Quality of education was compromised. Concordia got paid. Credits were
awarded. Business as usual.
GENERAL ASSEMBLIES CONTINUE THIS FALL The student movement
continues, and Concordia students are again coming together to
democratically make decisions about their collective futures and the direction
that education is taking in this province under the hand of neoliberalism.
For more information: FreeEducationMontreal.org** | ConcordiaStudents.ca

 

* Interestingly enough, we seem to have lost access to Concordiastudents.ca website which chronicled the amazing and successful mobilization at Concordia despite the authoritarian presence of CSU (a member of FEUQ, hard not to mention it here). The interesting part of all this is that the site (that is the domain name in question) was “owned” (bought and paid for by) now a Vice President of FEUQ (master of all authoritarian organizations… coming from my experience, mind you). Thus, I’m really (really?) doubting why the site is down……

** Although the flyer refers to Free Education Montreal site, for some strange reason I (or anyone else) had not posted the flyer text on that website…… we used it more for background info through out the strike and later.

footnotes dated: 2nd April 2013

On my resignation from ASSÉ / CLASSE

This is an email I first sent to a few friends, but we live in the Facebook and Twitter era, so it’d probably be good if anyone who read my resignation letter.zine reads this “preface”.


Hi all,

I’m writing to share two of my recent (co-)authored – reflection – pieces on ASSÉ / CLASSE with you. I am sending this to you ’cause I (sort of) recall having a conversation with you about the “race and racism” in student movement and/or in ASSÉ / CLASSE, or you might have asked me about what it was like to work with mostly all white folks (white men) in ASSÉ upper echelons.

Continue reading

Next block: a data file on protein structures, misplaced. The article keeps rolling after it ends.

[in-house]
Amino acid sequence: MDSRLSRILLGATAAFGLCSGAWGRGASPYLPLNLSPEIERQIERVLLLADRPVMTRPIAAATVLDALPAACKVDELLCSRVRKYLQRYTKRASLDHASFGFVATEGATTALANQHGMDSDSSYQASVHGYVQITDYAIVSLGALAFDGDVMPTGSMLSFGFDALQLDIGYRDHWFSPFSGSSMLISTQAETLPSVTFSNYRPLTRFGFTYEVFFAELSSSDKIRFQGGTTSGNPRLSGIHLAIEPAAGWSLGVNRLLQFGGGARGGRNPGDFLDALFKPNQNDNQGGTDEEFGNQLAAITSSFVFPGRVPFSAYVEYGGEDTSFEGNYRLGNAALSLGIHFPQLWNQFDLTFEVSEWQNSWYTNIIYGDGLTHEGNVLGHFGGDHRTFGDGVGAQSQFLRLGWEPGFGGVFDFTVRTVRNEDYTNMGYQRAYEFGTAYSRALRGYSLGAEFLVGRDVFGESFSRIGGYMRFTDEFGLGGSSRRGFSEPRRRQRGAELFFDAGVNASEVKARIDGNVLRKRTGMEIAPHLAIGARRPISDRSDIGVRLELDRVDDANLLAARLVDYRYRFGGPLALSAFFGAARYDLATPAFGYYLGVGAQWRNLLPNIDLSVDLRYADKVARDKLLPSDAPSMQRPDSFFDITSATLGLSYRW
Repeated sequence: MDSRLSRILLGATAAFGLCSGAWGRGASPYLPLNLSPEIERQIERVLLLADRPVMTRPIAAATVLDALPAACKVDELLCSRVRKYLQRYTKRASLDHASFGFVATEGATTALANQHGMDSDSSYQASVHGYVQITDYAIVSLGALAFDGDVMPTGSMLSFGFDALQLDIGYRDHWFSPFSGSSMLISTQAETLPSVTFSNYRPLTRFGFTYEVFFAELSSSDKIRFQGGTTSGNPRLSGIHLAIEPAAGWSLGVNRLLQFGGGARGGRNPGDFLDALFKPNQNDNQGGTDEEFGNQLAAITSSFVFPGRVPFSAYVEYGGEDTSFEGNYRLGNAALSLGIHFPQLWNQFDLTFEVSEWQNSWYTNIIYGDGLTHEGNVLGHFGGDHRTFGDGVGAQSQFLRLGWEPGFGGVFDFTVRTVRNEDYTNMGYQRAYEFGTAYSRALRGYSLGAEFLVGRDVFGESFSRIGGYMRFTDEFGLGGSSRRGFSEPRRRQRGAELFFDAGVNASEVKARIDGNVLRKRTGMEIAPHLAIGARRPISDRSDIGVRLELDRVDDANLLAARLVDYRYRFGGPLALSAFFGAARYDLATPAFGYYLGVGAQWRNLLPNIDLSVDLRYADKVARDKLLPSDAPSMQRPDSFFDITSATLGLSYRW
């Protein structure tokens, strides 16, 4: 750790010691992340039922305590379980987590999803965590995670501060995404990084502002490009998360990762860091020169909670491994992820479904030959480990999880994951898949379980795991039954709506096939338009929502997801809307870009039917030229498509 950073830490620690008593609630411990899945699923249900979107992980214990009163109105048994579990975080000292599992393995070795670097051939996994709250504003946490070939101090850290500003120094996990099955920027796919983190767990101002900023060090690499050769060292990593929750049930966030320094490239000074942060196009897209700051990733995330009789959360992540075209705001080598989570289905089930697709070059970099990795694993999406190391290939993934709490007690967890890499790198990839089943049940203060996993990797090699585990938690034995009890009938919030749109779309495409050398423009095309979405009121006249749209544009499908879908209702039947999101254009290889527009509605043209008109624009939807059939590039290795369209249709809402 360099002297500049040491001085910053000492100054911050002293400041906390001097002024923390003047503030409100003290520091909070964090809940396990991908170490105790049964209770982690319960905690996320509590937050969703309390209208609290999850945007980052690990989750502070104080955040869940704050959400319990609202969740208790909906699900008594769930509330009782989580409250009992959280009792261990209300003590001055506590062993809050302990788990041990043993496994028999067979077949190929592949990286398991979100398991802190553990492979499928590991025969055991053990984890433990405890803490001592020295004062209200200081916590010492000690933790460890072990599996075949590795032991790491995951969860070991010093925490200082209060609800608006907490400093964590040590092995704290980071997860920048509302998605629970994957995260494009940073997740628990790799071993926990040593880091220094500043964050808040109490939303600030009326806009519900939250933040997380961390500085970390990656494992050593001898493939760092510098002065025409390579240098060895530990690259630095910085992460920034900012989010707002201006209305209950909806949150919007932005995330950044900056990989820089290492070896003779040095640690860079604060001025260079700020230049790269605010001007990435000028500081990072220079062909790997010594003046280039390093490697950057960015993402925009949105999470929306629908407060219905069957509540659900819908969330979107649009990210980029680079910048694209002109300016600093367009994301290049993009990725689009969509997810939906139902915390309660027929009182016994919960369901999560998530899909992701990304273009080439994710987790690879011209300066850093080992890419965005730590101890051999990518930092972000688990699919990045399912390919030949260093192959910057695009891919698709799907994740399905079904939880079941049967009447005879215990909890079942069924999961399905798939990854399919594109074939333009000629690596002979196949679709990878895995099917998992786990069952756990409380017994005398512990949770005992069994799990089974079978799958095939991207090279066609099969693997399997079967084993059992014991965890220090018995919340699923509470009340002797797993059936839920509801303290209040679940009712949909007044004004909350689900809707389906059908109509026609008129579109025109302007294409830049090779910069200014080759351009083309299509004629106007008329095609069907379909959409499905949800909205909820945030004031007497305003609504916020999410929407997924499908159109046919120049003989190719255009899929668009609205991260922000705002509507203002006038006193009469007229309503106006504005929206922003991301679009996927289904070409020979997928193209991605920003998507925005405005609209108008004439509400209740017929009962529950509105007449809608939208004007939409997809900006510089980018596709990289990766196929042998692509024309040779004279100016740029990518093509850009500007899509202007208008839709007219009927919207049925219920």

A quick response to CFS re “General Assemblies in Quebec are racist”

This is quick response I’d written on Facebook in response to CFS’s allegations that the general assembly structure is racist, therefore they don’t want to adopt it.

“[CFS] hide their own inability to consult with their students (or their fear of being held accountable) behind the false notion that allowing everyone a chance to speak is somehow racist. Granted there are shortcomings in the GA structure – regardless of race or sexual orientation, some people may not be inclined to take a vocal part in a GA, but that doesn’t mean that they (CFS) should continue to work in an anti-democratic manner.

[...]

As a person of color who was actively involved during the strike, I think the issue is not whether there was problems related to people (marginalized voices) getting left behind of not finding a place among mostly white dominant spaces (Corey put it well in their first comment). The real issue is CFS using this argument to remain anti-democratic, continue with their status quo (that is top down management, so on and so forth. perhaps someone with more experience of CFS can elaborate this part).

I see it as more of a continuum of progressiveness (“radicality” and direct democracy) – There are extremely right wing student federations such as OUSA and CASA, CFS falls to the left of them. They’re more progressive then the other two (and actually want to fight against the tuition hikes, from what I gather). To the left of them, or at about the same place is FEUQ and FECQ. Then comes ASSE/CLASSE. To the extreme left, so to speak, would be an organization that’s anti-racist, anti-colonial and such.

Now saying that since CLASSE (and student movement) and it’s direct democracy structure didn’t address issues and race and privilege is ok to say, but if comes from CFS, then it’s not ok.

This article sheds some light on the issues of race and racism in the Quebec Student Movement: http://www.newsocialist.org/index.php/627-race-racism-and-the-quebec-student-movement

Elargissons notre lutte – selon le manifeste ?

Par Rushdia Mehreen, membre du comité aux luttes sociales (janvier 2012 à janvier 2013)

Petite histoire personnelle. Un camarade de l’UQAM m’a mentionné il y a quelques temps que pendant les congrès de l’ASSÉ (et la CLASSE) les gens ne m’écoutaient pas quand je parlais au micro[1] : «chaque fois que Rushdia parlait au micro, c’était une « pause-congrès »». Et pourquoi donc? Bien que ce soit le cas pour plusieurs femmes comme moi, j’imagine, j’ai une particularité, je suis d’origine indienne donc le français n’est pas ma langue première. J’espère que ce texte de réflexion aura plus de résonnances (sera plus « écouté ») que mes interventions en congrès.

Dans les années 60, quand il y a eu la première grève étudiante au Québec, on revendiquait l’accessibilité à l’éducation pour tout le monde, francophones comme anglophones. Une quarantaine d’années plus tard, nous en sommes pratiquement au même point. Le contexte a certes changé, mais nos revendications de base restent les mêmes: l’accessibilité économique aux études supérieures. Continue reading